Friday, October 07, 2005

Key assumptions in US pandemic planning

The US has still not finalized its Pandemic Influenza Plan (now more than a month overdue from its original ridiculously tardy due date of August 2005), but a kind reader sent a powerpoint presentation from the Joint ACIP/NVAC [Advisory Committee on Immunization Practices/National Vaccine Advisory Committee] Meeting on Pandemic Influenza Vaccine Prioritization and Antiviral Medical Prioritization held at the Marriott Century Center Hotel in Atlanta, June 15 - 16 of 2005 (this summer) giving the key working assumptions. If you want to see the whole thing for yourself, here's the link (.ppt). For those who don't want the gory details, here is a quick summary (it is not easy to follow; presumably there was oral clarification and elaboration at the meeting):

Health impact:
  • 25 - 30% illness (20% - 30% in working age group), plus additional absenteeism for care-giving

  • Outbreak period in a community of 6 to 8 weeks per wave, with possibly more than one wave in a community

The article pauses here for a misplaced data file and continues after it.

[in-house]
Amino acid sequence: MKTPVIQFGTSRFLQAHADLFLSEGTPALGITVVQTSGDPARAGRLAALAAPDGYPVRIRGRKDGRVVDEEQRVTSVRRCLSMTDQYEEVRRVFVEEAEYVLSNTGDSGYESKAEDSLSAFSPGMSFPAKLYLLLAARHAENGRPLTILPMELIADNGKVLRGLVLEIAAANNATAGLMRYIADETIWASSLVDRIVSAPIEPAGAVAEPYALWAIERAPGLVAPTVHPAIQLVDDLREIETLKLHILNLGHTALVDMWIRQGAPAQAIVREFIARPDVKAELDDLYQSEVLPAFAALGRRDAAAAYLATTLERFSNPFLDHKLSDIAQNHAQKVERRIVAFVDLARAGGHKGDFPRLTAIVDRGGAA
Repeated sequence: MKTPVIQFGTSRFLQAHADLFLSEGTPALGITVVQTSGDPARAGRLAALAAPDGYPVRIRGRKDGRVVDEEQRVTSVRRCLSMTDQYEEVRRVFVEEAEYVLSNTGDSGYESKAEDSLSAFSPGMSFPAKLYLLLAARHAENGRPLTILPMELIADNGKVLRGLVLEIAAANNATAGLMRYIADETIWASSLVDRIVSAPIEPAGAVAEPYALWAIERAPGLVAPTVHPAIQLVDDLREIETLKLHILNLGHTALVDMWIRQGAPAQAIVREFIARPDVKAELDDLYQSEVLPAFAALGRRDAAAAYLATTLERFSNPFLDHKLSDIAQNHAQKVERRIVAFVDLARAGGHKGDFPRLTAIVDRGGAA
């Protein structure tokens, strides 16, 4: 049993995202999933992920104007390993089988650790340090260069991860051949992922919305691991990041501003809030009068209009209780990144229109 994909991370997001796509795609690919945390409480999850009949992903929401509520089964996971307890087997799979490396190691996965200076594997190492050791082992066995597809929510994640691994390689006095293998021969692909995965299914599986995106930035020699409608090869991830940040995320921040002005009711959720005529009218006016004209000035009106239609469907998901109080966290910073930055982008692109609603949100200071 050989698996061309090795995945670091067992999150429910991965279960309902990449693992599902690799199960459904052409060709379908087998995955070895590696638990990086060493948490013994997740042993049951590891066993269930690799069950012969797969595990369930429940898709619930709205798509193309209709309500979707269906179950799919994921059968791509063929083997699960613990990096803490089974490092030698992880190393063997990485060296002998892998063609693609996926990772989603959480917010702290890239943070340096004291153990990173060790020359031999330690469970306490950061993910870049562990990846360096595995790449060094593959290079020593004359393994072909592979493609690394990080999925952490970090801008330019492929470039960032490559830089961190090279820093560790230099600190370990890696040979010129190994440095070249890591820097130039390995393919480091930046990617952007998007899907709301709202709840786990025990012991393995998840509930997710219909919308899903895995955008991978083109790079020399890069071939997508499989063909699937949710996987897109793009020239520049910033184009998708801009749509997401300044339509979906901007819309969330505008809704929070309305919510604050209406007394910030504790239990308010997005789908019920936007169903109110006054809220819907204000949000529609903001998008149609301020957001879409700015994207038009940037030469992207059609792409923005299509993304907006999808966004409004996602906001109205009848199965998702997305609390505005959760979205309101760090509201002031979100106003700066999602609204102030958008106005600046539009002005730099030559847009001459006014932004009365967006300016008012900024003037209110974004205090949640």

• Length of illlness of an uncomplicated case, 5 days

  • Hospitalization rate of 1 - 10% of those who are ill

  • Mortality rate of .1 - 1%
  • Time from candidate vaccine strain to first dose probably 6 months or more

  • Current US production capacity, 5 million doses/week

  • Two doses/person necessary

  • Department of Defense likely a high priority for vaccination (.5 million to 1.5 million persons)
It is hard to judge the validity of the assumptions since there is little data to go on, but the mortality estimates seem low. The 1918 flu had mortalities of 2% - 3%, so the upper bounds of this estimate is only half or less of that episode. Some of the other estimates also seem low, but in truth no one knows what will happen.

And this scenario is bad enough.